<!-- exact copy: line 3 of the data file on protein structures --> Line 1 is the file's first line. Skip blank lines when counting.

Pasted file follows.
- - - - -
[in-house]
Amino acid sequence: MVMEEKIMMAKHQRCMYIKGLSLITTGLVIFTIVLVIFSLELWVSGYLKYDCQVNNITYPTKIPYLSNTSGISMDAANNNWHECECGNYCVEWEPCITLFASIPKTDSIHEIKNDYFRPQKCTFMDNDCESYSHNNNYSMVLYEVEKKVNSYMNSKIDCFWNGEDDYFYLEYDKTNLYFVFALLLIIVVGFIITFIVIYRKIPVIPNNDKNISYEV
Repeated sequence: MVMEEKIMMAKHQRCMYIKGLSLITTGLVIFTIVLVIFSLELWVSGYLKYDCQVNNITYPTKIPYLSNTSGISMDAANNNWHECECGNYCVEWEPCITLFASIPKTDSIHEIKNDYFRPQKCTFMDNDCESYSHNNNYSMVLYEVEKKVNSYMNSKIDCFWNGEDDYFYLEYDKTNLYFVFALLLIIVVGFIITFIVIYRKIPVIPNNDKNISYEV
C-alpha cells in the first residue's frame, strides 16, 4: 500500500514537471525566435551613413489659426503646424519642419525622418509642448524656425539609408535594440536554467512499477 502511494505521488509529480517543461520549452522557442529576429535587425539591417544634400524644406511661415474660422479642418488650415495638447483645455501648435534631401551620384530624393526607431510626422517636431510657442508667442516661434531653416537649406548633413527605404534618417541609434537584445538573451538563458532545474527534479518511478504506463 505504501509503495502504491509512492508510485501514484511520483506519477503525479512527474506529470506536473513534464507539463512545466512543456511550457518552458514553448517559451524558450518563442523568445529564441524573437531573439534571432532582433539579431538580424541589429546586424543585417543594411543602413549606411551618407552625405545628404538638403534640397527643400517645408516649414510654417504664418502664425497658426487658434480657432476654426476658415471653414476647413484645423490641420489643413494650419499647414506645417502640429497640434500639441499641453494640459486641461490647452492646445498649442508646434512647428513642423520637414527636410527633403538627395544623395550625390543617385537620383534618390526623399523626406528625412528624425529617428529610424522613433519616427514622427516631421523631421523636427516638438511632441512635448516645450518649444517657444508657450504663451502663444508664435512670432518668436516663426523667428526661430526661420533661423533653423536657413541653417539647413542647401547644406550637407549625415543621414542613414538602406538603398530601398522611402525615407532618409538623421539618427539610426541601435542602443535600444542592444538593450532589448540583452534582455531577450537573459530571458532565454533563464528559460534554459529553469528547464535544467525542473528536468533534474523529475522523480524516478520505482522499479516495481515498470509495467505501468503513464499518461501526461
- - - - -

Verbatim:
Repeated sequence: MVMEEKIMMAKHQRCMYIKGLSLITTGLVIFTIVLVIFSLELWVSGYLKYDCQVNNITYPTKIPYLSNTSGISMDAANNNWHECECGNYCVEWEPCITLFASIPKTDSIHEIKNDYFRPQKCTFMDNDCESYSHNNNYSMVLYEVEKKVNSYMNSKIDCFWNGEDDYFYLEYDKTNLYFVFALLLIIVVGFIITFIVIYRKIPVIPNNDKNISYEV